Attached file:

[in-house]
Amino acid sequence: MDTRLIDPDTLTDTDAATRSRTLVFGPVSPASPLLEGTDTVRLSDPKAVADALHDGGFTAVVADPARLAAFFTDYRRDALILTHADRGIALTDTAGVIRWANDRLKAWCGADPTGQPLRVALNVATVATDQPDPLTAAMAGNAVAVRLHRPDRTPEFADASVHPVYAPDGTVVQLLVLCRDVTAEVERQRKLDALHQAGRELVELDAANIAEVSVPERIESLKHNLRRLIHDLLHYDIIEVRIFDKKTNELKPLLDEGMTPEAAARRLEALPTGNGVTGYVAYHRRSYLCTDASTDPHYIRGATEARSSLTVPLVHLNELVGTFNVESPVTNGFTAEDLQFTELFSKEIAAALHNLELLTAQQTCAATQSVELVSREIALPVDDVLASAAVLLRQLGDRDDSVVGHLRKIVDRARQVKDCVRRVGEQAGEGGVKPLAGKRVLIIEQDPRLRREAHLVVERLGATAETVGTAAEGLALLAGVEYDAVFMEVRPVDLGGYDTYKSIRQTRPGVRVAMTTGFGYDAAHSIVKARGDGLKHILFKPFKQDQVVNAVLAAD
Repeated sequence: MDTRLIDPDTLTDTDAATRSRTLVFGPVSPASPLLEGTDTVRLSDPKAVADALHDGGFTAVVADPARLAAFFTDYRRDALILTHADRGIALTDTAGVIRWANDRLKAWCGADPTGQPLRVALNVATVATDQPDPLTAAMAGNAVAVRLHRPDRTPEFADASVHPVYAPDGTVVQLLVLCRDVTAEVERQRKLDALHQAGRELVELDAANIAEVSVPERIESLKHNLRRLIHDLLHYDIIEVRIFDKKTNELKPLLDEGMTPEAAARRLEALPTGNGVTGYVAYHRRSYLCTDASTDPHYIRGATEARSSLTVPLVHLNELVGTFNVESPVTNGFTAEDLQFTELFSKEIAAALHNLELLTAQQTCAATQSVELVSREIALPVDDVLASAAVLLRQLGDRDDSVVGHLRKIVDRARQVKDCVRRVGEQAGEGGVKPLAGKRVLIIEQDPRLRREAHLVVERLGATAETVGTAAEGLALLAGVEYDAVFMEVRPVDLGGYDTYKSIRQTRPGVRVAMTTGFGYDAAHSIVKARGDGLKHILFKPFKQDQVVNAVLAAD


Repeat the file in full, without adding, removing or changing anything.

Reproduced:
[in-house]
Amino acid sequence: MDTRLIDPDTLTDTDAATRSRTLVFGPVSPASPLLEGTDTVRLSDPKAVADALHDGGFTAVVADPARLAAFFTDYRRDALILTHADRGIALTDTAGVIRWANDRLKAWCGADPTGQPLRVALNVATVATDQPDPLTAAMAGNAVAVRLHRPDRTPEFADASVHPVYAPDGTVVQLLVLCRDVTAEVERQRKLDALHQAGRELVELDAANIAEVSVPERIESLKHNLRRLIHDLLHYDIIEVRIFDKKTNELKPLLDEGMTPEAAARRLEALPTGNGVTGYVAYHRRSYLCTDASTDPHYIRGATEARSSLTVPLVHLNELVGTFNVESPVTNGFTAEDLQFTELFSKEIAAALHNLELLTAQQTCAATQSVELVSREIALPVDDVLASAAVLLRQLGDRDDSVVGHLRKIVDRARQVKDCVRRVGEQAGEGGVKPLAGKRVLIIEQDPRLRREAHLVVERLGATAETVGTAAEGLALLAGVEYDAVFMEVRPVDLGGYDTYKSIRQTRPGVRVAMTTGFGYDAAHSIVKARGDGLKHILFKPFKQDQVVNAVLAAD
Repeated sequence: MDTRLIDPDTLTDTDAATRSRTLVFGPVSPASPLLEGTDTVRLSDPKAVADALHDGGFTAVVADPARLAAFFTDYRRDALILTHADRGIALTDTAGVIRWANDRLKAWCGADPTGQPLRVALNVATVATDQPDPLTAAMAGNAVAVRLHRPDRTPEFADASVHPVYAPDGTVVQLLVLCRDVTAEVERQRKLDALHQAGRELVELDAANIAEVSVPERIESLKHNLRRLIHDLLHYDIIEVRIFDKKTNELKPLLDEGMTPEAAARRLEALPTGNGVTGYVAYHRRSYLCTDASTDPHYIRGATEARSSLTVPLVHLNELVGTFNVESPVTNGFTAEDLQFTELFSKEIAAALHNLELLTAQQTCAATQSVELVSREIALPVDDVLASAAVLLRQLGDRDDSVVGHLRKIVDRARQVKDCVRRVGEQAGEGGVKPLAGKRVLIIEQDPRLRREAHLVVERLGATAETVGTAAEGLALLAGVEYDAVFMEVRPVDLGGYDTYKSIRQTRPGVRVAMTTGFGYDAAHSIVKARGDGLKHILFKPFKQDQVVNAVLAAD